- Functional Safety and Intrinsic Safety
- What is ASIL?
“Functional safety” indicates functional tweaks (functions for ensuring safety: safety functions below) made to ensure a level of acceptable safety
“Intrinsic safety” indicates measures taken to reduce or eliminate harm to humans or the environment caused by changes in equipment or structures
For example, a railroad crossing where road traffic crosses a railroad track
- Idea of “functional safety”
A “railroad crossing” is often equipped with bells that start ringing to warn of approaching trains and barriers that force traffic to stop. These safety measures lower the risk of accidents to an acceptable level.
- Idea of “intrinsic safety”
A “grade separation” is a method to have trains and road vehicles cross each other on separate levels to prevent accidents and ensure safety.
Note: A grade separation places the railroad above road traffic or vice versa. However, accidents could still cause a wide variety of harm. For example, falling objects, issues in the construction of fences or the complete collapse of the overpass due to a natural disaster or other calamity could occur, so a grade separation does not mean absolute safety. However, in terms of railroad crossing safety, a grade separation is an example of intrinsic safety since it ensures safety by eliminating the crossing (the cause of the problem) itself.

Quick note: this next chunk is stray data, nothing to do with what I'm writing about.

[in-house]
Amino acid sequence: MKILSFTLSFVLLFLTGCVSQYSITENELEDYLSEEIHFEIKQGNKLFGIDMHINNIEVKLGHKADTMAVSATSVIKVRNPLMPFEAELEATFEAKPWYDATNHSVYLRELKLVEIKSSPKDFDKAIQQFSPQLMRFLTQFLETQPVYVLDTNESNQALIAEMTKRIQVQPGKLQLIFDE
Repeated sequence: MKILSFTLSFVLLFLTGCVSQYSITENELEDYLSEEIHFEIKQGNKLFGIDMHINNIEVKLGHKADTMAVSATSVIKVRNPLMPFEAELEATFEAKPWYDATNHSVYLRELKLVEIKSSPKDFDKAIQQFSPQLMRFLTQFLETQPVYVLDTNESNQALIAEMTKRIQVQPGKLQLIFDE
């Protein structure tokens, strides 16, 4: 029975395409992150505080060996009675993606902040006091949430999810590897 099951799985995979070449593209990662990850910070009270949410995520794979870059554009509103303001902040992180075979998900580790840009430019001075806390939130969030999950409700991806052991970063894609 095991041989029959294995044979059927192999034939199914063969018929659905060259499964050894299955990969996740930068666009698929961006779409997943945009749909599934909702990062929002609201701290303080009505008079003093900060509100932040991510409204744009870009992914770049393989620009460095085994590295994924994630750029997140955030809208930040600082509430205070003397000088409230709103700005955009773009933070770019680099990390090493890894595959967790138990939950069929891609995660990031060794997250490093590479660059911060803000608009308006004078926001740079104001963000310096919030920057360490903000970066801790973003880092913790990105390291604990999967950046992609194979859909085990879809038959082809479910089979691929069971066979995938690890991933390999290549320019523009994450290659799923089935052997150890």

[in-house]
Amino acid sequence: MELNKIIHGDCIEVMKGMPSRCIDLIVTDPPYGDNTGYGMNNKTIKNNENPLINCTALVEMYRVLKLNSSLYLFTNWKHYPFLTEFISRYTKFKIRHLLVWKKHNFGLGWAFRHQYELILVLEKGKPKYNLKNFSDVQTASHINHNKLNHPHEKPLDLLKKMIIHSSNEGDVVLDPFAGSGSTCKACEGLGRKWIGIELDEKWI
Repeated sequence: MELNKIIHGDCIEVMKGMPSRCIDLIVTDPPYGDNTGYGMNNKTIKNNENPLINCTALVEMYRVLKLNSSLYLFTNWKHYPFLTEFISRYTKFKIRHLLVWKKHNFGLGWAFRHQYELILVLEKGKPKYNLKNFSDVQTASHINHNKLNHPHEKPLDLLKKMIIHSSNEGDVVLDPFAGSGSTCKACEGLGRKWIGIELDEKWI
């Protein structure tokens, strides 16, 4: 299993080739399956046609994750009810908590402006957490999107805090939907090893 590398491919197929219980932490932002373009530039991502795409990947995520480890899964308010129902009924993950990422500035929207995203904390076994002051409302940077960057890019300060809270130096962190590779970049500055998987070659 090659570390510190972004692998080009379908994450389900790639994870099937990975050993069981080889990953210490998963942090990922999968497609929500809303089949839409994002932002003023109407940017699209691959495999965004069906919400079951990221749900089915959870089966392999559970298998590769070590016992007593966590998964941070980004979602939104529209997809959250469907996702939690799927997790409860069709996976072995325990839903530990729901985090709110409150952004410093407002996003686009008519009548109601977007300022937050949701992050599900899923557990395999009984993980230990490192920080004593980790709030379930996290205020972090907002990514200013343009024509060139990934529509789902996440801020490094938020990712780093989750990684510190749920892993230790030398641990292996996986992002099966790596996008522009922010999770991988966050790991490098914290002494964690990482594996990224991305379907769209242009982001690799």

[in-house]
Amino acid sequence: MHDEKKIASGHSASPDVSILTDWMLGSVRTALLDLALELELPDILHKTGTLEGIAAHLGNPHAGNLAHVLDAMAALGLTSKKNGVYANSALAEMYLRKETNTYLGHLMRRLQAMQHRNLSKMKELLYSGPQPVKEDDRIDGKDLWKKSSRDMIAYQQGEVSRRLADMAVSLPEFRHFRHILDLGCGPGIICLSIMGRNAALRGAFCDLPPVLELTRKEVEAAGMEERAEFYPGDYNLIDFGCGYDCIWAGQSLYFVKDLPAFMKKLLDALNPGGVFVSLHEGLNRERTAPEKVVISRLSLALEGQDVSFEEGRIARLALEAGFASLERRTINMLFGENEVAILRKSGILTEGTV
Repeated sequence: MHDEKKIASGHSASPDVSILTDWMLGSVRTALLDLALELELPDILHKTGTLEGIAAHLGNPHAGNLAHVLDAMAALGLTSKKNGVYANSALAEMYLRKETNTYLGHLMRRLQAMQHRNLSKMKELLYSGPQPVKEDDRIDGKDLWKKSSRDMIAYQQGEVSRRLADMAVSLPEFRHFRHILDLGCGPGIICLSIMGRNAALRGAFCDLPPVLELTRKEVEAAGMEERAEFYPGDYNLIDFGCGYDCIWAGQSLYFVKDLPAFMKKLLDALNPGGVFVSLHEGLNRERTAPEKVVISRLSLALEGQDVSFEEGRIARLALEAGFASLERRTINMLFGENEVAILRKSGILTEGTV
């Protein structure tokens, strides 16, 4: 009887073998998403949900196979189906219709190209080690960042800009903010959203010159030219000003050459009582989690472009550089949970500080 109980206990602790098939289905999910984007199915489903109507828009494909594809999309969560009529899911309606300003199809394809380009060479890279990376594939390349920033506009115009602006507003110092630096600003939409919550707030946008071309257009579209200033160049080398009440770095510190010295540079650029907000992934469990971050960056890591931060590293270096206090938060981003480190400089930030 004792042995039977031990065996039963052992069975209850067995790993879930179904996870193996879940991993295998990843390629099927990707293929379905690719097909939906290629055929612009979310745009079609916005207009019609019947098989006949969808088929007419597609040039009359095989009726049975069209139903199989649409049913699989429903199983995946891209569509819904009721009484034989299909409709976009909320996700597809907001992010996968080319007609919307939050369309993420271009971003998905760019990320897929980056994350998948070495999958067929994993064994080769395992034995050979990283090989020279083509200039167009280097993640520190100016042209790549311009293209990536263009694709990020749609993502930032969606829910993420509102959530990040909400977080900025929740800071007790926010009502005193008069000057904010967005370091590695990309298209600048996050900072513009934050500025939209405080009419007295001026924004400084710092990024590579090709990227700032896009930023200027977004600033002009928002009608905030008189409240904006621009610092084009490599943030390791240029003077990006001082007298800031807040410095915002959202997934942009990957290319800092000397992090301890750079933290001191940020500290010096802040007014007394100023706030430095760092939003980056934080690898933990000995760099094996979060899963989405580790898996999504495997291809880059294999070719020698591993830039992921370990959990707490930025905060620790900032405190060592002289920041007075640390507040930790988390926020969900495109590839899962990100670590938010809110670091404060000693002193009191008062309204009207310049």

Europe and North America
Even though the manufacturing industry aims for zero defects, things still fail and are damaged, a design may contain bugs and people make mistakes. (The idea that safety was a goal to strive for but impossible to achieve had taken hold.) As systems increase in complexity, it becomes more difficult to ensure complete safety through intrinsic safety. This has led to the standardization of the “functional safety” idea to compensate for the shortcomings of intrinsic safety and to prevent, to the greatest possible extent, injury to humans through product failures or bugs.
The manufacturing industry has striven for the complete achievement of “intrinsic safety” through greater reliability and 0 defects based on the concepts of design quality improvements and continuous manufacturing improvements. As a result, “Made in Japan” has become internationally famous for high quality that does not easily break down. To launch a product on the world market, it must meet the standards of each specific country and the increasing application of functional safety standards has made the idea known and accepted also in Japan.
The fault* of a single part in an automobile could make it impossible to control the engine, operate the steering wheel, stop the vehicle or other malfunction and such a malfunction must not immediately lead to harm of human beings (driver, passengers or people outside the car).
The obfuscation of individual functions through the proliferation of electronics in automobiles, the complexity of managing operations between ECUs (Electronic Control Units) and complexity of design developed by multiple suppliers lead to faults* and errors*. In the event that a failure* leads to an accident, it becomes necessary to determine who is responsible for the resulting human injury and property damage.